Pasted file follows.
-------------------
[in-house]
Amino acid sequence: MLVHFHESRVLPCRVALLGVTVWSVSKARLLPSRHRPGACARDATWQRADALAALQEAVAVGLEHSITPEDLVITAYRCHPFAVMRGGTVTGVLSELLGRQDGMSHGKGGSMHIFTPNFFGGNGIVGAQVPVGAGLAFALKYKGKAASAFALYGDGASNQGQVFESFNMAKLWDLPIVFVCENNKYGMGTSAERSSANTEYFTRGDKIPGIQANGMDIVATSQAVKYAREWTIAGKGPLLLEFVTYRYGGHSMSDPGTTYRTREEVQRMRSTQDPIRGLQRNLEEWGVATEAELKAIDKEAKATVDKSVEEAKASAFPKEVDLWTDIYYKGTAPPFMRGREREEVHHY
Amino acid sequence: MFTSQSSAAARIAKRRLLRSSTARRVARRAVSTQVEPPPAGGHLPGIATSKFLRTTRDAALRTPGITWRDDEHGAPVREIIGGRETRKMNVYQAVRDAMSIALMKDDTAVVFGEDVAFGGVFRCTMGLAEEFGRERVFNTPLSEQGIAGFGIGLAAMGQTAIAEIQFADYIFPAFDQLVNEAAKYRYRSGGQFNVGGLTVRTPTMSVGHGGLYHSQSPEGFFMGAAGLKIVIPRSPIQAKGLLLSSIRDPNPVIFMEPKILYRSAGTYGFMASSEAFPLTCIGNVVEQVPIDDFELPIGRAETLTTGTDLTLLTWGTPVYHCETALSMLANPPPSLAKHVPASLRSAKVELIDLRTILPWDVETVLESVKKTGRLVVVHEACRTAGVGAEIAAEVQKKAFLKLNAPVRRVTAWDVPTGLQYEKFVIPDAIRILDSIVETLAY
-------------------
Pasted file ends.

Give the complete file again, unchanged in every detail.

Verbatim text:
[in-house]
Amino acid sequence: MLVHFHESRVLPCRVALLGVTVWSVSKARLLPSRHRPGACARDATWQRADALAALQEAVAVGLEHSITPEDLVITAYRCHPFAVMRGGTVTGVLSELLGRQDGMSHGKGGSMHIFTPNFFGGNGIVGAQVPVGAGLAFALKYKGKAASAFALYGDGASNQGQVFESFNMAKLWDLPIVFVCENNKYGMGTSAERSSANTEYFTRGDKIPGIQANGMDIVATSQAVKYAREWTIAGKGPLLLEFVTYRYGGHSMSDPGTTYRTREEVQRMRSTQDPIRGLQRNLEEWGVATEAELKAIDKEAKATVDKSVEEAKASAFPKEVDLWTDIYYKGTAPPFMRGREREEVHHY
Amino acid sequence: MFTSQSSAAARIAKRRLLRSSTARRVARRAVSTQVEPPPAGGHLPGIATSKFLRTTRDAALRTPGITWRDDEHGAPVREIIGGRETRKMNVYQAVRDAMSIALMKDDTAVVFGEDVAFGGVFRCTMGLAEEFGRERVFNTPLSEQGIAGFGIGLAAMGQTAIAEIQFADYIFPAFDQLVNEAAKYRYRSGGQFNVGGLTVRTPTMSVGHGGLYHSQSPEGFFMGAAGLKIVIPRSPIQAKGLLLSSIRDPNPVIFMEPKILYRSAGTYGFMASSEAFPLTCIGNVVEQVPIDDFELPIGRAETLTTGTDLTLLTWGTPVYHCETALSMLANPPPSLAKHVPASLRSAKVELIDLRTILPWDVETVLESVKKTGRLVVVHEACRTAGVGAEIAAEVQKKAFLKLNAPVRRVTAWDVPTGLQYEKFVIPDAIRILDSIVETLAY